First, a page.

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Waste Generation by Decontamination

Model and Data

As Fig. 4.5 shows, artificial decontamination generates waste materials containing radioactive cesium. From the observation in the previous section, we consider that artificial decontamination should be applied only in the region with the initial contamination of 300 kBq/m2 or greater. The area roughly corresponds to that shown in the expanded map in Fig. 4.3. In Table 4.2, the area for each contamination level is shown in the second column from the left. The total area subject to artificial decontamination is approximately 1,500 km2.

According to in-situ measurements for soil contamination [9], cesium has migrated into the soil to a depth of about 5 cm. Assuming that the contaminated materials are removed from the area to a depth of 5 cm, we can estimate the volume and mass of the radioactive waste to be generated by artificial decontamination activities (see Appendix for mathematical formulation).

Results

The third and fourth columns of Table 4.2 show results of the waste volume estimate for the cases of fast and slow natural dispersion by the model shown in the Appendix. Depending on the speed of natural dispersion, 16 or 24 million m3 of waste will be generated from decontamination for regions with 1,000 kBq/m2 or greater (the yellow and red regions in Fig. 4.3), respectively. But if artifi decontamination is applied to regions with lower contamination levels, the total volume of radioactive waste generated could be as large as 37 or 58 million cubic meters, respectively. The total volume of waste and, as discussed below, the cost are dependent on how decontamination is applied in the two low-contamination regions.

Radioactive waste from artificial decontamination will be characterized by huge volumes of low and heterogeneous radioactivity concentrations. Average concentrations of radioactivity that would be included in the waste from artificial decontamination are shown in Fig. 4.9. Those wastes have similar levels of radioactivity concentrations to those generated from hospitals, research laboratories, and nuclear-facility decommissioning, which are categorized as “very low-level waste (VLLW)” in Japanese regulations (Chap. 15). The results of previous studies [10] on cost estimates for disposal of Very Low Level Waste indicate that the least expensive option, called trench disposal, was estimated to be 650,000 yen/m3, or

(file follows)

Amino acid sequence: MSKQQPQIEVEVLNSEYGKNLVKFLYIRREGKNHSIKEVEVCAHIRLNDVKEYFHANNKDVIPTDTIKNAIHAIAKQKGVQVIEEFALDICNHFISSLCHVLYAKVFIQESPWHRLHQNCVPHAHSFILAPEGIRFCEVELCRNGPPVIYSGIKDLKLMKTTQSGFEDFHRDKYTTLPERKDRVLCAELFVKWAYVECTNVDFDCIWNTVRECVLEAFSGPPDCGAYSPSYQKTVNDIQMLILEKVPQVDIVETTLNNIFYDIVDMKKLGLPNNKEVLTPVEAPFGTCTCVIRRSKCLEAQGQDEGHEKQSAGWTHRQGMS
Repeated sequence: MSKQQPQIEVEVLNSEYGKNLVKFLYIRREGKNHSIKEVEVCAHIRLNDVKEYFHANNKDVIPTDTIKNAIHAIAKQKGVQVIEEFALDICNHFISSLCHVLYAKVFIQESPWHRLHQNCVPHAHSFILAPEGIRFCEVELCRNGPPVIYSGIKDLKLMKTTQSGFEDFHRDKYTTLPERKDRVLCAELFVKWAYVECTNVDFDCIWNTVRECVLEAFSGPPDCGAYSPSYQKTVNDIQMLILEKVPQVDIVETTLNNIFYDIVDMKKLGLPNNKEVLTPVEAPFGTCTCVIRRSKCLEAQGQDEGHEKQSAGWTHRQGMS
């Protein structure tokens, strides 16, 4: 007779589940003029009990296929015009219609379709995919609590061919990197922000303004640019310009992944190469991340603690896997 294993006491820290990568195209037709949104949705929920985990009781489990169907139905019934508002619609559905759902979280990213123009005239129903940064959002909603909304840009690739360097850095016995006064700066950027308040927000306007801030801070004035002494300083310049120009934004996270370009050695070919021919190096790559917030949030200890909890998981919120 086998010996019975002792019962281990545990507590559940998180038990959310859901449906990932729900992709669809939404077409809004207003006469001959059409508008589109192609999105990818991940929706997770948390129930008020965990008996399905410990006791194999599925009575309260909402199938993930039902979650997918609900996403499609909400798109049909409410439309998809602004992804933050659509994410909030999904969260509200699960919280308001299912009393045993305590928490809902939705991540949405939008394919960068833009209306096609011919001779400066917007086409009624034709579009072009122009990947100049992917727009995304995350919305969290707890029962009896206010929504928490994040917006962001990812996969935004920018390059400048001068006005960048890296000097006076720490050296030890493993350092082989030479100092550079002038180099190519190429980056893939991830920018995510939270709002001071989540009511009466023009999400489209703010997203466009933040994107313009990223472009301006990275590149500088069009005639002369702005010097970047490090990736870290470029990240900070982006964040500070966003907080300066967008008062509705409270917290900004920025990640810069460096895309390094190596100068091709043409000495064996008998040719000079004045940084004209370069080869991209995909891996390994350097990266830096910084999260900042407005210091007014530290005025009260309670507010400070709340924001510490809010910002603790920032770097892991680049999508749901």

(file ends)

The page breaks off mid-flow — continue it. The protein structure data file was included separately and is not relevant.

$25 per gallon of waste.

Table 4.2 Evaluation of volume and cost of disposal for radioactive waste arising from decontamination

Initial soil contamination, β (kBq/m2)

Area, A, included in Fig. 4.3 (km2)

Waste volume (million m3)

Estimated cost (trillion yen)

Fast dispersion

Slow dispersion

Fast dispersion

Slow dispersion

>3,000

183

5.60

8.13

3.64

5.28

1,000–3,000

368

10.5

15.7

6.83

10.2

Subtotal

551

16.1

23.8

10.5

15.5

600–1,000

282

6.60

10.5

4.29

6.83

300–600

721

14.1

23.2

9.17

15.1

Subtotal

1,003

20.7

33.7

13.5

21.9

Total

1,554

36.8

57.5

23.9

37.4

Fig. 4.9 Average radioactivity concentration in Bq/g of waste generated from decontamination of areas with initial contamination of >1,000 kBq/m2 for fast or slow natural dispersion. Average density of 1,600 kg/m3 is assumed. For waste with concentrations in the hatched region, disposal in controlled landfill sites is required by Japanese law (see Chap. 15)

The two rightmost columns in Table 4.2 show the estimated cost. Depending on the area targeted for decontamination, the cost of decontamination varies greatly. Even if decontamination is limited to highly contaminated areas where the dose rate is above 20 mSv/year, the cost is likely to be on the order of ten trillion yen.

 
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